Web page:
Geomagnetic jerks and the future of the Earth’s magnetic field

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Over the past decades, rapid variations in the Earth’s magnetic field have occurred, highlighting the swirling dynamo at the Earth’s molten core, 3000 kilometres under the surface. Researchers at SANSA have been keeping a close eye on the latest of these geomagnetic jerks in the Southern Hemisphere.

article-3-1.jpgFrom studying old volcanic basalt, scientists know that the Earth’s magnetic field reverses at irregular intervals, from tens of thousands to millions of years. Scientists estimate that the last magnetic field reversal occurred about 780,000 years ago. Image credit: NASA.

Dr Pieter Kotzé is a space science research fellow at SANSA where his main field of research is the Earth’s magnetic field. He studies the internal and external magnetic field of the Earth and how it interacts with the solar wind, made up of charged particles coming from the sun. He does this research using data sets from four ground-based magnetic observatories in Southern Africa located at Hermanus, Hartebeesthoek, Keetmanshoop, and Tsumeb.

Kotzé explains that a geomagnetic jerk, such as the one he observed in 2014, is an abrupt change in the time variation of the magnetic field at a geographical location.

“Time variation can show a decreasing tendency for a few years then suddenly for a few months, it starts to change in an increasing tendency,” he says. He cordially points out that the geomagnetic jerk “is not referring to the people who work at the observatories.”

Kotzé investigated the time variation of the behaviour of the different field components of the Earth’s magnetic field. He explains that any magnetic field has three spatial components - X, Y, Z - and the time component, which is the fourth dimension. He looked at the behaviour of the magnetic field over the time component at the four magnetic observatories, and found that the time component behaved differently at each of them, which is surprising for a small area on the scale of the globe.

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A plot showing the Hermanus Y component variation over function of time. Various jerks can be identified during 2007, 2008, 2010 2012 and 2014 where abrupt changes in the time pattern can be identified.

Comparing the data he collected with what the CHAOS-6 and POMME 10 field models had predicted, he found that they differ quite considerably from each other and the data he had gathered from the observatories. Kotzé believes that the inaccuracies of these models are because the modellers do not have enough accurate data to confine or restrict their models.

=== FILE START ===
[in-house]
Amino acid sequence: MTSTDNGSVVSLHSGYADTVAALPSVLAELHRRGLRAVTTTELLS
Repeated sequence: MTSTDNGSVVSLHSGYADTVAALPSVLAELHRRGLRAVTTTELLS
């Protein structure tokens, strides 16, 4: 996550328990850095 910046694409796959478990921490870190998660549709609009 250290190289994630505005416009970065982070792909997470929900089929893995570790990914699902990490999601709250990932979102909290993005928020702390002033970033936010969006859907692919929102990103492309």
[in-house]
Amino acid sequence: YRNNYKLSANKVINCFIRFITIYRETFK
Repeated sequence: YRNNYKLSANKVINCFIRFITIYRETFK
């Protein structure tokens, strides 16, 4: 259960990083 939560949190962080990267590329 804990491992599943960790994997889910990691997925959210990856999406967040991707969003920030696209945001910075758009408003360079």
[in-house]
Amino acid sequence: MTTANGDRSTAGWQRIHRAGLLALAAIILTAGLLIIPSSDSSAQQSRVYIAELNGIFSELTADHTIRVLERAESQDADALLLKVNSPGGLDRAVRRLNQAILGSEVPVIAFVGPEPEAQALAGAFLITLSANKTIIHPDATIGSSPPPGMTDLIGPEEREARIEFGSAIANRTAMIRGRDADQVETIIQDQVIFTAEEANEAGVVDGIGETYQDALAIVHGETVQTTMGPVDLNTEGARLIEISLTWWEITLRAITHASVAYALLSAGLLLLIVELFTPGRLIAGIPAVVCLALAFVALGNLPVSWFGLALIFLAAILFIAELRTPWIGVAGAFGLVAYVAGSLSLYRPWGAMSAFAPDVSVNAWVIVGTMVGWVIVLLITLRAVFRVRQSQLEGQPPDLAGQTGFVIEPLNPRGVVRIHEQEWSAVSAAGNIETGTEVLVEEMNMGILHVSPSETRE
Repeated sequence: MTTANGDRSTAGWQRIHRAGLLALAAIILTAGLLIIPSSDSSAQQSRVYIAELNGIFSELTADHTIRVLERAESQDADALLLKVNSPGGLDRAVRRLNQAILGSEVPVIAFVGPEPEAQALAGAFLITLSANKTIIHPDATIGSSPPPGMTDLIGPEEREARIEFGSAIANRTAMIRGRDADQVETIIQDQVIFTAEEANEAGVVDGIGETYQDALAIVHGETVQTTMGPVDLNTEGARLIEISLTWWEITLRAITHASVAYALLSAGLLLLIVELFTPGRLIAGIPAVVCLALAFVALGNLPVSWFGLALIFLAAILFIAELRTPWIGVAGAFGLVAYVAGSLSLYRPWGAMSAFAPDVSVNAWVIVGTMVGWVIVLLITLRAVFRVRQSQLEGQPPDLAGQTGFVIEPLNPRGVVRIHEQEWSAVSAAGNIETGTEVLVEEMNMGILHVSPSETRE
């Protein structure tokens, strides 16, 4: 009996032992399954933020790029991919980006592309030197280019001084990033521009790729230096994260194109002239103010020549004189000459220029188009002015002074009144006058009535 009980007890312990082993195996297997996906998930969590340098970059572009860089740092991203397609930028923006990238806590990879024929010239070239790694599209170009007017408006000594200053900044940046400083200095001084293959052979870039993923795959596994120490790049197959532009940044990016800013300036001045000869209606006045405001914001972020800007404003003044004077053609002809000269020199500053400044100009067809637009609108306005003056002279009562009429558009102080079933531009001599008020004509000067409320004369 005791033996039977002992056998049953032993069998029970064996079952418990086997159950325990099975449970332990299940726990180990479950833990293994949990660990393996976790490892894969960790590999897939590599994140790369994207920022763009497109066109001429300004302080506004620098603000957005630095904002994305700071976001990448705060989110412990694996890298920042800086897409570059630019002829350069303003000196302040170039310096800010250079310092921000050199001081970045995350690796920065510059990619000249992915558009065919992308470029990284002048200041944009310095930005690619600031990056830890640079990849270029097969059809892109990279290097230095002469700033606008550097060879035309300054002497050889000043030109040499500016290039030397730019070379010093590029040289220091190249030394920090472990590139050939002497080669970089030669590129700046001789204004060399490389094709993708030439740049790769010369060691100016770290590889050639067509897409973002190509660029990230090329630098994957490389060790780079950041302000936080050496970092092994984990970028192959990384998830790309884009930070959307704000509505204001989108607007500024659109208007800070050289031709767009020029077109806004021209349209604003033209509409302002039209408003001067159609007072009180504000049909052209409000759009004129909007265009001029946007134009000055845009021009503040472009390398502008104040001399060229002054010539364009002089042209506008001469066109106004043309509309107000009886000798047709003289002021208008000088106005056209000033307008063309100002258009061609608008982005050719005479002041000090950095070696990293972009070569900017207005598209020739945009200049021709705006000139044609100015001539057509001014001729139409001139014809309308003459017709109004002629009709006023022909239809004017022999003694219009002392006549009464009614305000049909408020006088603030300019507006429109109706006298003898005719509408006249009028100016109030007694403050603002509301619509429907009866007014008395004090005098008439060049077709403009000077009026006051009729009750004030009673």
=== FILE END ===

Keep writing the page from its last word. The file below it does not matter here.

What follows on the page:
“The model is sort of an average but it is not perfectly correct,” he says. “In my paper, I pointed out to the community that they need more reliable data, particularly real-time data, to confine their models.

“Going back in time, the models fit with observed data, but as soon as you get to the end-point it becomes a stretch of the imagination,” he points out.

On the global scale, this geomagnetic jerk is part of a bigger picture where in other parts of the world there is increase or decrease in these events. This chaotic behaviour is a feature of the magnetic field being generated by the dynamo effect from the swirling magma at the Earth’s core.

 

To visualise this, Kotzé describes the chaotic behaviour of a boiling pot of spaghetti which has the stringy pasta rise in some parts of the pot and sinking in others parts. This turbulent, chaotic, boiling pot of magma, is highly convective and highly conductive —the two conditions needed for a dynamo to operate.

Kotzé has observed similar geomagnetic jerks in other parts of the world, and how they spread out through the year 2014. He points out that these geomagnetic jerks seem to be migrating westward across the Earth. The South Atlantic Magnetic Anomaly is an example of this movement - it is a geomagnetic anomaly that used to be centred over the Tristan da Cunha island between Southern Africa and South America can now be observed over central Brazil in South America.

These results beg the question of what this might mean for the Earth. Should we be worried? Kotzé says we can rest easy.

“I think it is very interesting that the Earth's magnetic field is trying to reverse its polarity,” he says. “It would be an interesting period to be alive because we would see the aurora on the equator almost on a daily basis.”

Such a polarity reversal would also cause problems for navigation, and the weaker magnetic field would increase the amount of radiation from the sun that reaches the surface. Still, Kotzé does not think that we need to panic.

“The reversals that took place a few thousand times in the Earth’s history have not coincided with periods of mass extinction,” he says. Just an interesting phenomenon for now, then.

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